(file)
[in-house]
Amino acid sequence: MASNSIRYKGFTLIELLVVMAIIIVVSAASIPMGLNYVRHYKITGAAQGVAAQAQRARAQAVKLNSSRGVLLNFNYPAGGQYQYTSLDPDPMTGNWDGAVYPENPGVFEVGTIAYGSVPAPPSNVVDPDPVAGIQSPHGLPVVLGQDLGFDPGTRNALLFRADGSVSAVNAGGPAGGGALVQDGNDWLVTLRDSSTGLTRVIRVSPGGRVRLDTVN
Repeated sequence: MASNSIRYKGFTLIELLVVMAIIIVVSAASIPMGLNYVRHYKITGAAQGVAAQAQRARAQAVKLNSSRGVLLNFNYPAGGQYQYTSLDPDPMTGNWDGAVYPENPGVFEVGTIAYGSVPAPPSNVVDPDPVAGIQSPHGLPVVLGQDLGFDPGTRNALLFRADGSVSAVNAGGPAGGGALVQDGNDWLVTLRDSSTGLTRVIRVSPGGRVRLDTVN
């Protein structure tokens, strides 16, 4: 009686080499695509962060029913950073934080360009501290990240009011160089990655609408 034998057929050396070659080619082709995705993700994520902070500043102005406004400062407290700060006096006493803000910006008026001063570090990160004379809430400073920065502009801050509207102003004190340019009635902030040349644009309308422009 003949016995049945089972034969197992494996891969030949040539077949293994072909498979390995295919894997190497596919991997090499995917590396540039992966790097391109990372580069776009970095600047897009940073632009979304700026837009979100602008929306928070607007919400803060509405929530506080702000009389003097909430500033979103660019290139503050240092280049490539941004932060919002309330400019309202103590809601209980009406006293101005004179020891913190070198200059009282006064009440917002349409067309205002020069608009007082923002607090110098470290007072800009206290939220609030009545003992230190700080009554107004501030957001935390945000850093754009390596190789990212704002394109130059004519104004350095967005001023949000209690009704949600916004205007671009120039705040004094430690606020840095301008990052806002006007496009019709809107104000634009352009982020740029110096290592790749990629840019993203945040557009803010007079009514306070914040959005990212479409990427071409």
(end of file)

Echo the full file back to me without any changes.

[in-house]
Amino acid sequence: MASNSIRYKGFTLIELLVVMAIIIVVSAASIPMGLNYVRHYKITGAAQGVAAQAQRARAQAVKLNSSRGVLLNFNYPAGGQYQYTSLDPDPMTGNWDGAVYPENPGVFEVGTIAYGSVPAPPSNVVDPDPVAGIQSPHGLPVVLGQDLGFDPGTRNALLFRADGSVSAVNAGGPAGGGALVQDGNDWLVTLRDSSTGLTRVIRVSPGGRVRLDTVN
Repeated sequence: MASNSIRYKGFTLIELLVVMAIIIVVSAASIPMGLNYVRHYKITGAAQGVAAQAQRARAQAVKLNSSRGVLLNFNYPAGGQYQYTSLDPDPMTGNWDGAVYPENPGVFEVGTIAYGSVPAPPSNVVDPDPVAGIQSPHGLPVVLGQDLGFDPGTRNALLFRADGSVSAVNAGGPAGGGALVQDGNDWLVTLRDSSTGLTRVIRVSPGGRVRLDTVN
């Protein structure tokens, strides 16, 4: 009686080499695509962060029913950073934080360009501290990240009011160089990655609408 034998057929050396070659080619082709995705993700994520902070500043102005406004400062407290700060006096006493803000910006008026001063570090990160004379809430400073920065502009801050509207102003004190340019009635902030040349644009309308422009 003949016995049945089972034969197992494996891969030949040539077949293994072909498979390995295919894997190497596919991997090499995917590396540039992966790097391109990372580069776009970095600047897009940073632009979304700026837009979100602008929306928070607007919400803060509405929530506080702000009389003097909430500033979103660019290139503050240092280049490539941004932060919002309330400019309202103590809601209980009406006293101005004179020891913190070198200059009282006064009440917002349409067309205002020069608009007082923002607090110098470290007072800009206290939220609030009545003992230190700080009554107004501030957001935390945000850093754009390596190789990212704002394109130059004519104004350095967005001023949000209690009704949600916004205007671009120039705040004094430690606020840095301008990052806002006007496009019709809107104000634009352009982020740029110096290592790749990629840019993203945040557009803010007079009514306070914040959005990212479409990427071409």